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Re: Continuing to rethink the distribution

Post by Jem Casey » Wed Dec 21, 2016 11:20 am

vinteuil wrote: Nonetheless, I don't like the fact that there's this sort of underclass of topics that people really do know about and that really are important, and that really seem to me to "belong to history," but can't be asked about in quizbowl because they "aren't really history."
This is a really important point, and Humboldt is a perfect example of the underclass you're talking about. When choosing answerlines, writers usually look at the canon of quizbowl category y, pick some topic x that they think is famous, interesting, and important, and write on that; alternatively, though, they can pick their own brain for a topic x that they know independently to be famous, interesting, and important, choose the quizbowl category y that people are most likely to know topic x from, and write about it as such. I suspect that the latter method is much less common, but would result in parts of the underclass, like Humboldt, becoming canonical if used more frequently. Now, using only this method of answerline-selection would not be practical, especially at lower difficulty levels; but if writers get anything out of the European history portion of this thread, I would hope it's that this method works too, and that being open-minded about canon boundaries, while still maintaining the integrity of the distribution, is good.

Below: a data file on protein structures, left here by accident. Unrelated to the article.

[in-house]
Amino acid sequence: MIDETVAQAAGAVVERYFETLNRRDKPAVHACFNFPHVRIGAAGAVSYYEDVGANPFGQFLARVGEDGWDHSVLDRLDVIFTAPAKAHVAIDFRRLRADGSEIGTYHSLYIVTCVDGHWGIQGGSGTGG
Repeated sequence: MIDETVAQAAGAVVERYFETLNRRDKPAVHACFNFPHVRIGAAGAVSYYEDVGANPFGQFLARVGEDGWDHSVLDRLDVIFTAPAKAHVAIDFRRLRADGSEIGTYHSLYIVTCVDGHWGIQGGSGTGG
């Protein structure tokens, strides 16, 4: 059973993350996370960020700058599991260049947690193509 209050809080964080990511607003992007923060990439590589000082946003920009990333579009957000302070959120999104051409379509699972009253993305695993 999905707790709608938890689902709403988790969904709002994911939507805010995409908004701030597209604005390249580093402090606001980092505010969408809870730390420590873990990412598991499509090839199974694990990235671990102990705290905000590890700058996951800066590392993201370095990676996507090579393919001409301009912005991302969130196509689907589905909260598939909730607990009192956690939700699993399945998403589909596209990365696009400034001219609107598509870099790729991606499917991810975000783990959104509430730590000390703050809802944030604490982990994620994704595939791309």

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Re: Continuing to rethink the distribution

Post by Mike Bentley » Wed Dec 21, 2016 11:37 am

vinteuil wrote:In the past five years, Alexander von Humboldt was the subject of two major popular biographies (The Invention of Nature by Andrea Wulf and Nature’s Interpreter by Donald McRory), widely reviewed and selling pretty well. (Side-disclosure: I wrote that Alma Mahler question after reading reviews of Malevolent Muse, a popular biography of her that was first published in translation last year.) I don't think I've heard a question on him, although he does come up as a clue in scattered contexts. [EDIT: He's come up as a hard part a few times, and I suspect he's a known quantity to a bunch of quizbowlers.]